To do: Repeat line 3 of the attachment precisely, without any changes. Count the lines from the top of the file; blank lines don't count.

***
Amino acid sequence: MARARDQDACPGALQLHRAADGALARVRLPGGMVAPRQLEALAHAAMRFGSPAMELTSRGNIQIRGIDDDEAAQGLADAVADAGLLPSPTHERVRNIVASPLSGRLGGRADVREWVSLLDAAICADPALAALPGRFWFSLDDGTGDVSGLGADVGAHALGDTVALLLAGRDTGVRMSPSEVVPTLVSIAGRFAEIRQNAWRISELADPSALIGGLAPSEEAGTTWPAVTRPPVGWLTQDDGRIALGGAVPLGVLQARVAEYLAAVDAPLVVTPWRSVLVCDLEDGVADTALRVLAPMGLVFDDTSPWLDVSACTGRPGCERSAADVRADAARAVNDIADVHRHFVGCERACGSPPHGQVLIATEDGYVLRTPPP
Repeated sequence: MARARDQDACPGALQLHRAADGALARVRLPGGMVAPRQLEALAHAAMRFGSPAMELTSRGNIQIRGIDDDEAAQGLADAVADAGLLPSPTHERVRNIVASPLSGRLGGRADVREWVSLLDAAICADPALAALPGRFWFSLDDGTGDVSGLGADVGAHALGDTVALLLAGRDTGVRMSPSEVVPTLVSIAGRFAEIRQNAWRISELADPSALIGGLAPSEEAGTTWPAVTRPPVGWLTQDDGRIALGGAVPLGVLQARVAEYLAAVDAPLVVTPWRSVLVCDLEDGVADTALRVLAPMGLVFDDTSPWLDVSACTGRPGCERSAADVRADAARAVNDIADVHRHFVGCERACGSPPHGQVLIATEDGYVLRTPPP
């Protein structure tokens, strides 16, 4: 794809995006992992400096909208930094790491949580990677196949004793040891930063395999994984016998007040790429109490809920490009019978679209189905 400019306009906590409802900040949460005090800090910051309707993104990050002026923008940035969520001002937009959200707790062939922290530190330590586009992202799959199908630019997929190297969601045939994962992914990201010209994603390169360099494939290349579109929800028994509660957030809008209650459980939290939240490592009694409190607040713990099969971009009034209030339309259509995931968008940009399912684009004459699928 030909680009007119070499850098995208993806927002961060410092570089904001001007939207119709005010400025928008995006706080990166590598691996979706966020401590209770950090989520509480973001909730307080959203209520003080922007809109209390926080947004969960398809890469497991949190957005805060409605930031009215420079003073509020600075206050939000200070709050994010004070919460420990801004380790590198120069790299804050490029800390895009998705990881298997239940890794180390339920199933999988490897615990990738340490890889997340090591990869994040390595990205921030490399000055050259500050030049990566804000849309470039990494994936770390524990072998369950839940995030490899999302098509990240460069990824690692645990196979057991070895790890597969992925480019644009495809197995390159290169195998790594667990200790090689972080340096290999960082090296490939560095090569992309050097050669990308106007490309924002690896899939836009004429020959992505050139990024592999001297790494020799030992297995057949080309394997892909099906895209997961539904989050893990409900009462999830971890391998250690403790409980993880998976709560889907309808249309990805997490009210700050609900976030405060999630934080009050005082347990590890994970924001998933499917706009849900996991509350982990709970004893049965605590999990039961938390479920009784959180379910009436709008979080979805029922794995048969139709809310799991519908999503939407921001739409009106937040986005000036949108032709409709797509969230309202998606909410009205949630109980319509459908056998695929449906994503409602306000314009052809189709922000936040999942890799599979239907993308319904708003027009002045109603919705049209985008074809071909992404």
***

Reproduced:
């Protein structure tokens, strides 16, 4: 794809995006992992400096909208930094790491949580990677196949004793040891930063395999994984016998007040790429109490809920490009019978679209189905 400019306009906590409802900040949460005090800090910051309707993104990050002026923008940035969520001002937009959200707790062939922290530190330590586009992202799959199908630019997929190297969601045939994962992914990201010209994603390169360099494939290349579109929800028994509660957030809008209650459980939290939240490592009694409190607040713990099969971009009034209030339309259509995931968008940009399912684009004459699928 030909680009007119070499850098995208993806927002961060410092570089904001001007939207119709005010400025928008995006706080990166590598691996979706966020401590209770950090989520509480973001909730307080959203209520003080922007809109209390926080947004969960398809890469497991949190957005805060409605930031009215420079003073509020600075206050939000200070709050994010004070919460420990801004380790590198120069790299804050490029800390895009998705990881298997239940890794180390339920199933999988490897615990990738340490890889997340090591990869994040390595990205921030490399000055050259500050030049990566804000849309470039990494994936770390524990072998369950839940995030490899999302098509990240460069990824690692645990196979057991070895790890597969992925480019644009495809197995390159290169195998790594667990200790090689972080340096290999960082090296490939560095090569992309050097050669990308106007490309924002690896899939836009004429020959992505050139990024592999001297790494020799030992297995057949080309394997892909099906895209997961539904989050893990409900009462999830971890391998250690403790409980993880998976709560889907309808249309990805997490009210700050609900976030405060999630934080009050005082347990590890994970924001998933499917706009849900996991509350982990709970004893049965605590999990039961938390479920009784959180379910009436709008979080979805029922794995048969139709809310799991519908999503939407921001739409009106937040986005000036949108032709409709797509969230309202998606909410009205949630109980319509459908056998695929449906994503409602306000314009052809189709922000936040999942890799599979239907993308319904708003027009002045109603919705049209985008074809071909992404």